The College community has suffered a grievous loss in the sudden death on August 24 of Charles Calvin Adler, Jr., professor of history. His death in Moscow shocked his colleagues and his many friends in the locality and in the teaching profession.
A professional scholar, Charlie, as he was known to many of us, had recently completed two substantial projects. A book, The End of Peasant Bondage in Russia, 1856-1861, is now in the publisher’s hands. His essay “Tolstoy and the Alternate Consciousness” will appear as the introduction to the reissue of Alexandra Tolstoy’s biography of her father. This summer he visited London, Helsinke and Moscow and collected materials for a source reader on politics and opinion in the reign of Alexander II. A translation of P.A. Zaionchkovsky’s major work, The Crisis of Autocracy at the Turn of the 1870s and 1880s, was almost finished. As president of the New York State Association of European Historians, he planned the program for the conference to be held here on October 16-17.
His colleagues will remember his skillful direction of the Committee on Academic Policy, which brought about fundamental changes in our educational requirements. Charlie’s leadership allayed fears that academic standards would be lowered. No doubt his major contribution was chairing the faculty committee that worked with the trustees in selecting John Chandler as president of Hamilton College.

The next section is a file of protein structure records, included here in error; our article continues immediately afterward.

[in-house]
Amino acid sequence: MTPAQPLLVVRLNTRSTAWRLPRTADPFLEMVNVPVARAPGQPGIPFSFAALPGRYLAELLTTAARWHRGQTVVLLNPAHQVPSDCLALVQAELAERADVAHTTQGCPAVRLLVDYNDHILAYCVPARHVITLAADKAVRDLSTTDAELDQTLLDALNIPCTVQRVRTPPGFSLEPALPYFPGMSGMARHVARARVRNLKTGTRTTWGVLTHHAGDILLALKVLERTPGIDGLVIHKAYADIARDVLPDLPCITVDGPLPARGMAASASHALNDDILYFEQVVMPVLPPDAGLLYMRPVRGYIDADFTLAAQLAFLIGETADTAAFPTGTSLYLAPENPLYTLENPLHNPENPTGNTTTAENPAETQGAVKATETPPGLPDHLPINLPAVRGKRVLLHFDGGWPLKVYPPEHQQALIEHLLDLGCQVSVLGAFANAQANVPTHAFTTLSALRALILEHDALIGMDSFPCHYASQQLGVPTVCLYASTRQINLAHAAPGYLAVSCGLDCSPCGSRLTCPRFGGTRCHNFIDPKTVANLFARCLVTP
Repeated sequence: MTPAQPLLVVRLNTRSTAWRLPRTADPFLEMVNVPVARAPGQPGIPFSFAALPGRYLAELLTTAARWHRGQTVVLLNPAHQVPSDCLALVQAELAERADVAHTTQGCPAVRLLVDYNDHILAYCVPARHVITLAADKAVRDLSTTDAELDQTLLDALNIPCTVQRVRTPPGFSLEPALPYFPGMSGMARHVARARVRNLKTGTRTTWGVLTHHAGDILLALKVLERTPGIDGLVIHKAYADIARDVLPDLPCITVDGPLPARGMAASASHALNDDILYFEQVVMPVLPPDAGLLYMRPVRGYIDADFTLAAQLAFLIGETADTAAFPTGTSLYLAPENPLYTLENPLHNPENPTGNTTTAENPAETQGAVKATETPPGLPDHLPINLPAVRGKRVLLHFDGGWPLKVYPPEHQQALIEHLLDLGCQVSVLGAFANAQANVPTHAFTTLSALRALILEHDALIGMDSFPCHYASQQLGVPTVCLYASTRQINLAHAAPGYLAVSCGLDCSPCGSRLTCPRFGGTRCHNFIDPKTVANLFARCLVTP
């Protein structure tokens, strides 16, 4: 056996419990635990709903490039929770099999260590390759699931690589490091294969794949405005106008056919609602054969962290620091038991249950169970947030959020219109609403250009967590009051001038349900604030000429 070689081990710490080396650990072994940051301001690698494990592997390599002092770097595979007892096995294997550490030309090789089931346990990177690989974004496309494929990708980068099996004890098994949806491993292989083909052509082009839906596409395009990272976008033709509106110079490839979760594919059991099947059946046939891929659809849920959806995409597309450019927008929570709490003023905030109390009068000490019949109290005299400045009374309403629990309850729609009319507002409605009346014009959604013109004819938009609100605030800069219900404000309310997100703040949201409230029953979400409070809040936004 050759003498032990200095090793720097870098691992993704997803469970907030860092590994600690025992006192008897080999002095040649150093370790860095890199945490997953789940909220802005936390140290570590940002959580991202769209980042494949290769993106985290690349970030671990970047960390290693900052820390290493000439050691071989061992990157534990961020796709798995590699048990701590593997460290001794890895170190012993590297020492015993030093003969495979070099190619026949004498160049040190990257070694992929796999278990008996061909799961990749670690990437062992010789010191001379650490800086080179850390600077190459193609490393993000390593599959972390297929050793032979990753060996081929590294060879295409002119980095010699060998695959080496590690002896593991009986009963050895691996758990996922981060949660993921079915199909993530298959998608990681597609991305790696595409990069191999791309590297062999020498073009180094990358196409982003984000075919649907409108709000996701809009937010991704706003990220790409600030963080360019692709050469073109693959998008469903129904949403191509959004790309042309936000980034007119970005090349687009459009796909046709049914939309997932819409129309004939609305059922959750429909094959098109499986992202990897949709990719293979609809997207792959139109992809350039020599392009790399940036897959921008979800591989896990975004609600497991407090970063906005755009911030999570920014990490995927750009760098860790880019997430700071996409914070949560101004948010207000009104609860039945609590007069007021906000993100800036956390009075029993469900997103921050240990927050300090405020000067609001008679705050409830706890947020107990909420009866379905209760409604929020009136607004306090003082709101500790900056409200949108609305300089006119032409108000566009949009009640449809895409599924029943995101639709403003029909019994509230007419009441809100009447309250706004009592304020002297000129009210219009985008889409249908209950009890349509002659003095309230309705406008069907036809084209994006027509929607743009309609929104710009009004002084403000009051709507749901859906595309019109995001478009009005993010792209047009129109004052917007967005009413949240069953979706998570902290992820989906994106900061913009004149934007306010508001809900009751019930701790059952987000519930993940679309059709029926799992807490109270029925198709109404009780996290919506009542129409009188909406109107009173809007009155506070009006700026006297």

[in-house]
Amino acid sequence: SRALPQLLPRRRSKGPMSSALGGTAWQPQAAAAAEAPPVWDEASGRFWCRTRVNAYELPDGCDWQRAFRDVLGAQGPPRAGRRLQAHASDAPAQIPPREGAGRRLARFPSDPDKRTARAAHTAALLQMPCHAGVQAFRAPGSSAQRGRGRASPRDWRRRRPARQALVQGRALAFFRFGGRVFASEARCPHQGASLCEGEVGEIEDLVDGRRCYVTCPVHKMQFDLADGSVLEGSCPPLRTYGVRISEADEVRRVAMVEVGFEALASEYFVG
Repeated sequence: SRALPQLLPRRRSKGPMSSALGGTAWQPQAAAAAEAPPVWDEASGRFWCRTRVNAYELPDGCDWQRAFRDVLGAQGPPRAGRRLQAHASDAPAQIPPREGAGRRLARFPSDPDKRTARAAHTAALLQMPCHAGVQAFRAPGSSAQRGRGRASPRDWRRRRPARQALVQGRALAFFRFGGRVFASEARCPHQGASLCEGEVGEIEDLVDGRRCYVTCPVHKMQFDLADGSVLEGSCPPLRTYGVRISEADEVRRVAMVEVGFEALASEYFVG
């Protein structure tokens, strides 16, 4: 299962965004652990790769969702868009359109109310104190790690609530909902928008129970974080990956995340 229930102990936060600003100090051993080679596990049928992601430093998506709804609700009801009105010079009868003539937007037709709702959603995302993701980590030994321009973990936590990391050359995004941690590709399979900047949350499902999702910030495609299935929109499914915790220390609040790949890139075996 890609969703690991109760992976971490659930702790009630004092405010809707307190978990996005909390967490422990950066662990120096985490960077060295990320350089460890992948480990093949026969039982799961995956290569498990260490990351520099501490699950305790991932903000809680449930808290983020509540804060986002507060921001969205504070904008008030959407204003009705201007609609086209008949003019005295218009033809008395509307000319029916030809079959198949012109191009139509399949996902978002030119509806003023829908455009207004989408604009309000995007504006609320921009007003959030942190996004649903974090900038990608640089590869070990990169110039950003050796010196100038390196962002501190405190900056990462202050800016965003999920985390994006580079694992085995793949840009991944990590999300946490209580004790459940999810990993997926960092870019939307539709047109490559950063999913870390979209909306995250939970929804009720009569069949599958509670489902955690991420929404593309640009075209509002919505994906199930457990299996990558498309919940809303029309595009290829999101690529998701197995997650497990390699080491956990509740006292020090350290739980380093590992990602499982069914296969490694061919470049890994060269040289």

He served on many other committees during the past decade. He had a significant role in planning the new library. He took a keen interest in upgrading student life. In all these activities his central concern was the improvement of the cultural and social environment of the campus so that the intellectual development of the students would flourish.
His students will also remember him as a polished and sophisticated lecturer and incisive observer. In seminars he cut through the heart of any problem and refused to tolerate shoddy performance.
Perhaps his colleagues, students and friends will remember Charlie best as a witty and engaging conversationalist who punctured pretensions, relished the absurdities of mankind, especially politicians, and loved to turn a phrase. A man of strong, indeed passionate, opinions, he was withal understanding and forgiving. He and his wife Rosemarie were gracious hosts to many students and faculty. Evenings in their home will be remembered with pleasure by their many friends.